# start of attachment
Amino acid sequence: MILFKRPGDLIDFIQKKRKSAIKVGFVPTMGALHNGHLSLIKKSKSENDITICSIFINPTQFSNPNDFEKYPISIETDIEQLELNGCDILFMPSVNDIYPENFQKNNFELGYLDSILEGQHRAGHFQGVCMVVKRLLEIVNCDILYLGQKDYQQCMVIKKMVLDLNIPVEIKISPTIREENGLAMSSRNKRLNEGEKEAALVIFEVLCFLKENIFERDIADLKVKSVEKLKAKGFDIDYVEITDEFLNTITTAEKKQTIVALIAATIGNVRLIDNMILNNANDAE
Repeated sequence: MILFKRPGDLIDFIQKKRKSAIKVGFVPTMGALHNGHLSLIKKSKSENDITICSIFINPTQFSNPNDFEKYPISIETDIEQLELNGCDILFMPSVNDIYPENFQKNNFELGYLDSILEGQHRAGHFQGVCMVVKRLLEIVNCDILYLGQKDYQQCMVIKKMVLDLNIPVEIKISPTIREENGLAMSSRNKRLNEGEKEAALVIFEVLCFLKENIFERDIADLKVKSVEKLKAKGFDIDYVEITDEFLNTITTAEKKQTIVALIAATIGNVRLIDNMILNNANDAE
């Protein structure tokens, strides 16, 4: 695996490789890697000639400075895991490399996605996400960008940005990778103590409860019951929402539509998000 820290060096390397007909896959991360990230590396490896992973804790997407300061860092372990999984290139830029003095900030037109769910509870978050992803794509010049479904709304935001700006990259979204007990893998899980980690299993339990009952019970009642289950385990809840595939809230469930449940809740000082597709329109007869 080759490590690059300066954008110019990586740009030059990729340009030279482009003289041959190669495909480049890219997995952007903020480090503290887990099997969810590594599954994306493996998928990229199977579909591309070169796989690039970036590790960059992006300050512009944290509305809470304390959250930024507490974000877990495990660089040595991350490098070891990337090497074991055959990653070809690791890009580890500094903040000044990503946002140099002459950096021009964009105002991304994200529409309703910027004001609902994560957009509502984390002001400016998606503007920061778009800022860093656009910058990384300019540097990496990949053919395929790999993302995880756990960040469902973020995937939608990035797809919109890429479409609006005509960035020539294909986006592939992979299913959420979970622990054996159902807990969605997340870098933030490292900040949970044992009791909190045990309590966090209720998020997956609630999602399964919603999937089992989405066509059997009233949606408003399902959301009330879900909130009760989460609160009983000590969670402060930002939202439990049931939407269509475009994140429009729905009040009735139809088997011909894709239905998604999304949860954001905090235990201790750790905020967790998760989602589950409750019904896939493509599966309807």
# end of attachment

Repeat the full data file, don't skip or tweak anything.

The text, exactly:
Amino acid sequence: MILFKRPGDLIDFIQKKRKSAIKVGFVPTMGALHNGHLSLIKKSKSENDITICSIFINPTQFSNPNDFEKYPISIETDIEQLELNGCDILFMPSVNDIYPENFQKNNFELGYLDSILEGQHRAGHFQGVCMVVKRLLEIVNCDILYLGQKDYQQCMVIKKMVLDLNIPVEIKISPTIREENGLAMSSRNKRLNEGEKEAALVIFEVLCFLKENIFERDIADLKVKSVEKLKAKGFDIDYVEITDEFLNTITTAEKKQTIVALIAATIGNVRLIDNMILNNANDAE
Repeated sequence: MILFKRPGDLIDFIQKKRKSAIKVGFVPTMGALHNGHLSLIKKSKSENDITICSIFINPTQFSNPNDFEKYPISIETDIEQLELNGCDILFMPSVNDIYPENFQKNNFELGYLDSILEGQHRAGHFQGVCMVVKRLLEIVNCDILYLGQKDYQQCMVIKKMVLDLNIPVEIKISPTIREENGLAMSSRNKRLNEGEKEAALVIFEVLCFLKENIFERDIADLKVKSVEKLKAKGFDIDYVEITDEFLNTITTAEKKQTIVALIAATIGNVRLIDNMILNNANDAE
């Protein structure tokens, strides 16, 4: 695996490789890697000639400075895991490399996605996400960008940005990778103590409860019951929402539509998000 820290060096390397007909896959991360990230590396490896992973804790997407300061860092372990999984290139830029003095900030037109769910509870978050992803794509010049479904709304935001700006990259979204007990893998899980980690299993339990009952019970009642289950385990809840595939809230469930449940809740000082597709329109007869 080759490590690059300066954008110019990586740009030059990729340009030279482009003289041959190669495909480049890219997995952007903020480090503290887990099997969810590594599954994306493996998928990229199977579909591309070169796989690039970036590790960059992006300050512009944290509305809470304390959250930024507490974000877990495990660089040595991350490098070891990337090497074991055959990653070809690791890009580890500094903040000044990503946002140099002459950096021009964009105002991304994200529409309703910027004001609902994560957009509502984390002001400016998606503007920061778009800022860093656009910058990384300019540097990496990949053919395929790999993302995880756990960040469902973020995937939608990035797809919109890429479409609006005509960035020539294909986006592939992979299913959420979970622990054996159902807990969605997340870098933030490292900040949970044992009791909190045990309590966090209720998020997956609630999602399964919603999937089992989405066509059997009233949606408003399902959301009330879900909130009760989460609160009983000590969670402060930002939202439990049931939407269509475009994140429009729905009040009735139809088997011909894709239905998604999304949860954001905090235990201790750790905020967790998760989602589950409750019904896939493509599966309807």